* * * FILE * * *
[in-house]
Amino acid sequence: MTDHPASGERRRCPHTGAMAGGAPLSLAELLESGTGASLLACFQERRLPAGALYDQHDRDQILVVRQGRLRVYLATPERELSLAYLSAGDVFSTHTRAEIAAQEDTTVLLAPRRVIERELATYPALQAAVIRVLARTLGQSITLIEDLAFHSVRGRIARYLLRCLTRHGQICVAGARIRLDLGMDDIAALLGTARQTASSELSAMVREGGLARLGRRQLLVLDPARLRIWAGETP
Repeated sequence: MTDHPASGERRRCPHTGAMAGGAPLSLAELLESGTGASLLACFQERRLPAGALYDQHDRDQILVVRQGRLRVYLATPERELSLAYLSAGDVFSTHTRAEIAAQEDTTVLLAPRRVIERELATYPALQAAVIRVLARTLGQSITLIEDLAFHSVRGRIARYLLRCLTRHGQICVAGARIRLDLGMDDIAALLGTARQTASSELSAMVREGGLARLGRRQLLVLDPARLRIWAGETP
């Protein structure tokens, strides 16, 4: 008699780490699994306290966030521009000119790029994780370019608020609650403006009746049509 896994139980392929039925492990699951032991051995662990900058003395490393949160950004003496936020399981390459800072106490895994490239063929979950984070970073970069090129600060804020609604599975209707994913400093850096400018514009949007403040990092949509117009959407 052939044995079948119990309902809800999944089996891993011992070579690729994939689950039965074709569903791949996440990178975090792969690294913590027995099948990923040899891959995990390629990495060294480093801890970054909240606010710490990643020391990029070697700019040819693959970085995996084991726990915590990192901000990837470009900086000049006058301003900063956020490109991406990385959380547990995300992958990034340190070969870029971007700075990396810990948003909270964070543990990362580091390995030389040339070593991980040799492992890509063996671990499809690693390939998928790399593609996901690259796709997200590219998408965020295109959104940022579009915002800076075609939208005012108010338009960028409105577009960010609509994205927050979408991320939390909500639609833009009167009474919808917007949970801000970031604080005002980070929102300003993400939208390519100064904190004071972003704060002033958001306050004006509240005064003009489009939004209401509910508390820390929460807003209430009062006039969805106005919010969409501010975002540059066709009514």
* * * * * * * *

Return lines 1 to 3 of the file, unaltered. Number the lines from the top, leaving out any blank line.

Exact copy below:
[in-house]
Amino acid sequence: MTDHPASGERRRCPHTGAMAGGAPLSLAELLESGTGASLLACFQERRLPAGALYDQHDRDQILVVRQGRLRVYLATPERELSLAYLSAGDVFSTHTRAEIAAQEDTTVLLAPRRVIERELATYPALQAAVIRVLARTLGQSITLIEDLAFHSVRGRIARYLLRCLTRHGQICVAGARIRLDLGMDDIAALLGTARQTASSELSAMVREGGLARLGRRQLLVLDPARLRIWAGETP
Repeated sequence: MTDHPASGERRRCPHTGAMAGGAPLSLAELLESGTGASLLACFQERRLPAGALYDQHDRDQILVVRQGRLRVYLATPERELSLAYLSAGDVFSTHTRAEIAAQEDTTVLLAPRRVIERELATYPALQAAVIRVLARTLGQSITLIEDLAFHSVRGRIARYLLRCLTRHGQICVAGARIRLDLGMDDIAALLGTARQTASSELSAMVREGGLARLGRRQLLVLDPARLRIWAGETP